Here is an example:

 

module Quick
 def self.test_list
   return EventBuilder.new {
     show_text
     add_message("intercept")
   }
 end

 def self.test
   event = Event.new(1, 1)
   eb = EventBuilder.new {
     process_method(Quick, :test_list)
     show_text
     add_message("What do you want to do?")
   }

   # we need to explicitly grab the builder's list
   event.list = eb.list
 end
end

 

I have one method that simply shows the message "intercept"

 

I have another method that actually builds an event. I would like to re-use my intercept message inside the event, so I use the `process_method` command to tell the event builder to call another method.

 

`process method` requires the target method to return an EventBuilder object, and I combine the two command lists into one.

 

This allows me to re-use event commands. Because they are separate methods, you can extend them if needed.

 

You can still use the original

 

event.list = EventBuilder.build {
  stuff
}

 

but keep in mind that if you use the static method, you won't be able to pass your event builder around.

Edited by Tsukihime

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Works for me.

module TH

def self.move_event

e = Event.new(1, 1)

e.character_name = "actor1"

e.move_type = 1

$game_map.add_event(e)

end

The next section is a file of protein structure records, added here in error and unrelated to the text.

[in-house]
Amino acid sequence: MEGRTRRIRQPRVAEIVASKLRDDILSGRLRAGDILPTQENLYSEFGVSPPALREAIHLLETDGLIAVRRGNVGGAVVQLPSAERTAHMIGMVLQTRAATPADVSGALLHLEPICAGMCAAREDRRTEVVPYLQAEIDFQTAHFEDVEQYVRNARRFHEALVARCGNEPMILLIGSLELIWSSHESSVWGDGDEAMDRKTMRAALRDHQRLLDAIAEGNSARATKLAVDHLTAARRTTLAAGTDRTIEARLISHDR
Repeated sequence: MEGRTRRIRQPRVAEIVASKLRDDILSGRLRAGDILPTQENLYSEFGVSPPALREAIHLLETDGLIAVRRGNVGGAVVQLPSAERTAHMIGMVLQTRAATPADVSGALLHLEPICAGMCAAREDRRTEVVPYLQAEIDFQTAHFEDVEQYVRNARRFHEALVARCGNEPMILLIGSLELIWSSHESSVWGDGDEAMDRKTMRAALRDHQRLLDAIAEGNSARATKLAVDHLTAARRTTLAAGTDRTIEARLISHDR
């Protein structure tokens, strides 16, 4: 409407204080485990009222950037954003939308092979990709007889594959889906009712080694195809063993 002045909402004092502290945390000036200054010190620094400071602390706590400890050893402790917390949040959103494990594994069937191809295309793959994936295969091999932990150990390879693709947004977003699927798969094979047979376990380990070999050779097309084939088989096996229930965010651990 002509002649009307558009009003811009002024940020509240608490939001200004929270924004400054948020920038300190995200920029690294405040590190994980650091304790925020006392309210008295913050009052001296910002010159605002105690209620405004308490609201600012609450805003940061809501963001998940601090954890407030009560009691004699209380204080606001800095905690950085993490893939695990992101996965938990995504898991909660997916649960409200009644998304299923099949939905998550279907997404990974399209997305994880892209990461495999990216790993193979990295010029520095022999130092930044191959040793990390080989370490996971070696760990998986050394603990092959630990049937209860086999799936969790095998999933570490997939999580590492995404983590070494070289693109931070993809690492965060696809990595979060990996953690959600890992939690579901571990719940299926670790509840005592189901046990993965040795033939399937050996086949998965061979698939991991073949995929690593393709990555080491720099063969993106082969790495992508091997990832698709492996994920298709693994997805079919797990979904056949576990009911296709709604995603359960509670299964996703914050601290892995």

end

After calling it, the event appears in (1,1) and starts moving around randomly Edited by Tsukihime

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I'm sorry to be necromancing this thread, but I was wondering if there is a way, once you have specified which character index is used with 'event.character_index = 1', is there a way to specify which image within that set is shown? Say, I want to use index 1, but I want to use the fifth image in that set, is there a way it can be done without setting a move_route within the event's build?

Thank you so much in advance!

As a note, this script is fantastic, it has solved so many game breaking problems I have been having!

Edited by David Bergström

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The specific graphic on a character sheet is accessed as follows

 

1: the character index, which determines which block to use

2: the direction, which determines which row to use